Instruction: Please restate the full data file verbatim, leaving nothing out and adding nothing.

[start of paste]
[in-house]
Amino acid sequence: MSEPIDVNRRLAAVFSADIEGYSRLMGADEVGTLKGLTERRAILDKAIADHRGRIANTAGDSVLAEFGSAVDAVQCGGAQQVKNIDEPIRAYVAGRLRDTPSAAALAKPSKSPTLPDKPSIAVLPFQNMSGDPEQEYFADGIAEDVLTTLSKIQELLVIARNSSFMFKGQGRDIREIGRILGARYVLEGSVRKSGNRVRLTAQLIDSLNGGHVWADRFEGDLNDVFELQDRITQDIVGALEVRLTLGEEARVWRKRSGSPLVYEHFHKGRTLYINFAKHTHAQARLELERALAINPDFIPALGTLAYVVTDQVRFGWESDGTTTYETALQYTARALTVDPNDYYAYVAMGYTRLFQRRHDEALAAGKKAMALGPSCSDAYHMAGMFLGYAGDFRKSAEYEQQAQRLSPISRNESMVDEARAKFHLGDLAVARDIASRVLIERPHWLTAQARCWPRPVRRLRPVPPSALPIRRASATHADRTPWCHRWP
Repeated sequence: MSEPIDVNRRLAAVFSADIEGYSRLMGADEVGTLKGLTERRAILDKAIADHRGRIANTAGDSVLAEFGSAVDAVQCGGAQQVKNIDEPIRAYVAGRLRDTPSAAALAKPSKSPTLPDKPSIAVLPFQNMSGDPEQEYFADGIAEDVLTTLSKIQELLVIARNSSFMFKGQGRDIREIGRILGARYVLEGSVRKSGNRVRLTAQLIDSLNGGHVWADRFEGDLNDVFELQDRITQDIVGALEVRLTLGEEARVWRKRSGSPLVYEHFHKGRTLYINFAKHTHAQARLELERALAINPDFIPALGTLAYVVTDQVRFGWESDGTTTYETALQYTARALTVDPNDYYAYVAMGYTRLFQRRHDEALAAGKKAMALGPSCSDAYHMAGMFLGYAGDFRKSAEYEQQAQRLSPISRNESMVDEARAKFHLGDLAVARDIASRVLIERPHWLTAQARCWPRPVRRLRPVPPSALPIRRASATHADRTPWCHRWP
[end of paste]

[in-house]
Amino acid sequence: MSEPIDVNRRLAAVFSADIEGYSRLMGADEVGTLKGLTERRAILDKAIADHRGRIANTAGDSVLAEFGSAVDAVQCGGAQQVKNIDEPIRAYVAGRLRDTPSAAALAKPSKSPTLPDKPSIAVLPFQNMSGDPEQEYFADGIAEDVLTTLSKIQELLVIARNSSFMFKGQGRDIREIGRILGARYVLEGSVRKSGNRVRLTAQLIDSLNGGHVWADRFEGDLNDVFELQDRITQDIVGALEVRLTLGEEARVWRKRSGSPLVYEHFHKGRTLYINFAKHTHAQARLELERALAINPDFIPALGTLAYVVTDQVRFGWESDGTTTYETALQYTARALTVDPNDYYAYVAMGYTRLFQRRHDEALAAGKKAMALGPSCSDAYHMAGMFLGYAGDFRKSAEYEQQAQRLSPISRNESMVDEARAKFHLGDLAVARDIASRVLIERPHWLTAQARCWPRPVRRLRPVPPSALPIRRASATHADRTPWCHRWP
Repeated sequence: MSEPIDVNRRLAAVFSADIEGYSRLMGADEVGTLKGLTERRAILDKAIADHRGRIANTAGDSVLAEFGSAVDAVQCGGAQQVKNIDEPIRAYVAGRLRDTPSAAALAKPSKSPTLPDKPSIAVLPFQNMSGDPEQEYFADGIAEDVLTTLSKIQELLVIARNSSFMFKGQGRDIREIGRILGARYVLEGSVRKSGNRVRLTAQLIDSLNGGHVWADRFEGDLNDVFELQDRITQDIVGALEVRLTLGEEARVWRKRSGSPLVYEHFHKGRTLYINFAKHTHAQARLELERALAINPDFIPALGTLAYVVTDQVRFGWESDGTTTYETALQYTARALTVDPNDYYAYVAMGYTRLFQRRHDEALAAGKKAMALGPSCSDAYHMAGMFLGYAGDFRKSAEYEQQAQRLSPISRNESMVDEARAKFHLGDLAVARDIASRVLIERPHWLTAQARCWPRPVRRLRPVPPSALPIRRASATHADRTPWCHRWP